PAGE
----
“ But how much difference and contradiction is there even among those geologists who have proceeded with more reserve, and who did not seek for their means (moyens) beyond the department of ordinary physics and chemistry.' He then mentions six other hypotheses, and says, “I could mention twenty more, quite as distinct from each other as those which have been already named. Let me not be misunderstood, It is not my design to criticise their authors, on the contrary, I perceive that these ideas have belonged generally to men of genius and science, who have well understood facts, many of whom have travelled a long time with the design of testing them, and who
and then says:
* Discours sur les revolutions de la surface du Globe, p. 43, 1828.
have themselves furnished many and important facts for science.” So Cuvier. And now these Geologists, so totally disagreed among themselves, and, like Sisyphus, tasking themselves in vain, are, ecording to Bretschneider, to sit in judgement upon Moses.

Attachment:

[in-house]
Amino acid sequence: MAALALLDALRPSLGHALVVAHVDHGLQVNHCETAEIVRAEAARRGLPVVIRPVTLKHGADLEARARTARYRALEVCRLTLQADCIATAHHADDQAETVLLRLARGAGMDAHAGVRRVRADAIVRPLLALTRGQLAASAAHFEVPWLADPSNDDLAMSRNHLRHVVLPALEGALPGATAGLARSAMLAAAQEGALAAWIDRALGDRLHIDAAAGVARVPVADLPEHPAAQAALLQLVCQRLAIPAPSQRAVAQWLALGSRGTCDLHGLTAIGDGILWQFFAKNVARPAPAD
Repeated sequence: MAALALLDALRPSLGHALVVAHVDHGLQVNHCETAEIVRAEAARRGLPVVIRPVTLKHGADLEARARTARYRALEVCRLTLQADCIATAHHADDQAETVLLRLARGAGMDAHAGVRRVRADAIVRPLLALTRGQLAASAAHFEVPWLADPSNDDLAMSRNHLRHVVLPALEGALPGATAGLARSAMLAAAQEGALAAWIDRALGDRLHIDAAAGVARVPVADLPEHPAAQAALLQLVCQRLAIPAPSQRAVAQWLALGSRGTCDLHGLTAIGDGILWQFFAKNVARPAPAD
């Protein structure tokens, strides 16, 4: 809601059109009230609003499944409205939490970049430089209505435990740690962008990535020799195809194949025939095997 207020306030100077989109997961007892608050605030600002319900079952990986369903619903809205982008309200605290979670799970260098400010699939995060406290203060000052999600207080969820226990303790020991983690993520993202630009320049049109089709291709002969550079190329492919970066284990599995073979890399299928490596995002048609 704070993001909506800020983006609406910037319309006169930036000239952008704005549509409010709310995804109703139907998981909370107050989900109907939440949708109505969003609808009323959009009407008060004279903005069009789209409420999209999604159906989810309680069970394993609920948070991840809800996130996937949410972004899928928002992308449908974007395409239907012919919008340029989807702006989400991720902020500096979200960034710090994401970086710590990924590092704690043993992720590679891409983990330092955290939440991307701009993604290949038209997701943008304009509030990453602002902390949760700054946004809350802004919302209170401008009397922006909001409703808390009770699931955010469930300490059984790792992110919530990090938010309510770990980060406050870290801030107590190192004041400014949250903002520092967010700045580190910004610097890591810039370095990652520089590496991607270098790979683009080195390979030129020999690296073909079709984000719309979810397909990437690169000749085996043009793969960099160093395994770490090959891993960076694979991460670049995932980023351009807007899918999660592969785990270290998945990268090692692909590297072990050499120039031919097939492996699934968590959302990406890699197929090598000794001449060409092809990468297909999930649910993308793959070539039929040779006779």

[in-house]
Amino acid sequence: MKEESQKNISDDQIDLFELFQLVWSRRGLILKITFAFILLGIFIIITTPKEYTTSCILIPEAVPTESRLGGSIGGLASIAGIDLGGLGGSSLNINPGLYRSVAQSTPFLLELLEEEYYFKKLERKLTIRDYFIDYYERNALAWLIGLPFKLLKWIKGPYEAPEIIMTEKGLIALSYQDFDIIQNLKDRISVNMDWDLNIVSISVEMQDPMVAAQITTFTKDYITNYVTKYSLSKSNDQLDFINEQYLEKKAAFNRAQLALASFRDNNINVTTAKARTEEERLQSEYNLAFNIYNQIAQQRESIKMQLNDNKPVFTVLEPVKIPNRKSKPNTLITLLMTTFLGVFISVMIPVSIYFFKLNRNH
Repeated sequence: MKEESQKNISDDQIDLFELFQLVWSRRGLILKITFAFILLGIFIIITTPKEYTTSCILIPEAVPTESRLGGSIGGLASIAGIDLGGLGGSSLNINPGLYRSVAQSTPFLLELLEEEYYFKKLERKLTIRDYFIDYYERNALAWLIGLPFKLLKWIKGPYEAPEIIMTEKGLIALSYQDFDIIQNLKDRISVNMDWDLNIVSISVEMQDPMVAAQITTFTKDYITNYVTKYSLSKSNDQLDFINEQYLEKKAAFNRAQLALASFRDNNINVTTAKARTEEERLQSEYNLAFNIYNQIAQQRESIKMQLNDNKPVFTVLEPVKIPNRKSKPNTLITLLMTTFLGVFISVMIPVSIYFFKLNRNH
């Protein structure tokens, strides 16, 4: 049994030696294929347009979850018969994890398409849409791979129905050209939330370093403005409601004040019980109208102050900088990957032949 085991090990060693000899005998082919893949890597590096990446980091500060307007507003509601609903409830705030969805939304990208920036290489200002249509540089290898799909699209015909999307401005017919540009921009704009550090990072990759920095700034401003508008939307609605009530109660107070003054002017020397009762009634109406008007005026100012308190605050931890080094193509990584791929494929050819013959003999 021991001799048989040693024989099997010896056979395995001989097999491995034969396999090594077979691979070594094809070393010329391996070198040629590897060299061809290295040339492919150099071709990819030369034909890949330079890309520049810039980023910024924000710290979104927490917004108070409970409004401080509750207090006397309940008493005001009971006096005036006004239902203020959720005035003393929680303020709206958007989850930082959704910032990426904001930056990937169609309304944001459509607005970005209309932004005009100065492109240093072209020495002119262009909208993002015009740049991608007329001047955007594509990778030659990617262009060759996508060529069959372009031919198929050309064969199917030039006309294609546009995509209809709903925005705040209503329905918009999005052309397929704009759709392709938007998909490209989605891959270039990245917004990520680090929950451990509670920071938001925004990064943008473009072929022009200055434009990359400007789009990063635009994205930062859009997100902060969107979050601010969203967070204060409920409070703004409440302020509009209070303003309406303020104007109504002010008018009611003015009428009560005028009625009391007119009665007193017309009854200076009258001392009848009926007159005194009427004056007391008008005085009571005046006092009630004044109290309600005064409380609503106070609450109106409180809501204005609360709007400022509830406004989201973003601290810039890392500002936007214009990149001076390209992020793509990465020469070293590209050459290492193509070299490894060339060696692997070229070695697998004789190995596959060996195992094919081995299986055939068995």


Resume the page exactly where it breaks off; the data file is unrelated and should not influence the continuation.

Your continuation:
With these declarations of Cuvier agree the views of all the greater geologists. The celebrated Alexander Brogniart concludes the work already cited, on the formation of mountains, with these words : " if any suppose themselves possessed of sufficient knowledge of geological phenomena, and are endued with so bold and penetrating a spirit as to be able, with the few materials which we possess, to set forth the manner in which our earth was created; we leave to them this splendid undertaking ; as for ourselves, we feel that we are in possession neither of sufficient means nor strength, to erect so bold, and probably so perishable a structure.”
Exactly in the same spirit does the distinguished Humboldt express himself.
“ True geognosis," he says, “ acquaints us with the external surface of the earth, as it now is; and is a science as certain as any science descriptive of natural phenomena can be. On the contrary, every thing relating to the former state of our planet, is as uncertain, as the manner in which the atmosphere of the planets is formed. And yet it is not long since geologists employed themselves chiefly with these problems, the solution of which is almost impossible, and seemed to prefer to resort to these fabulous times in the physical history of the world,”*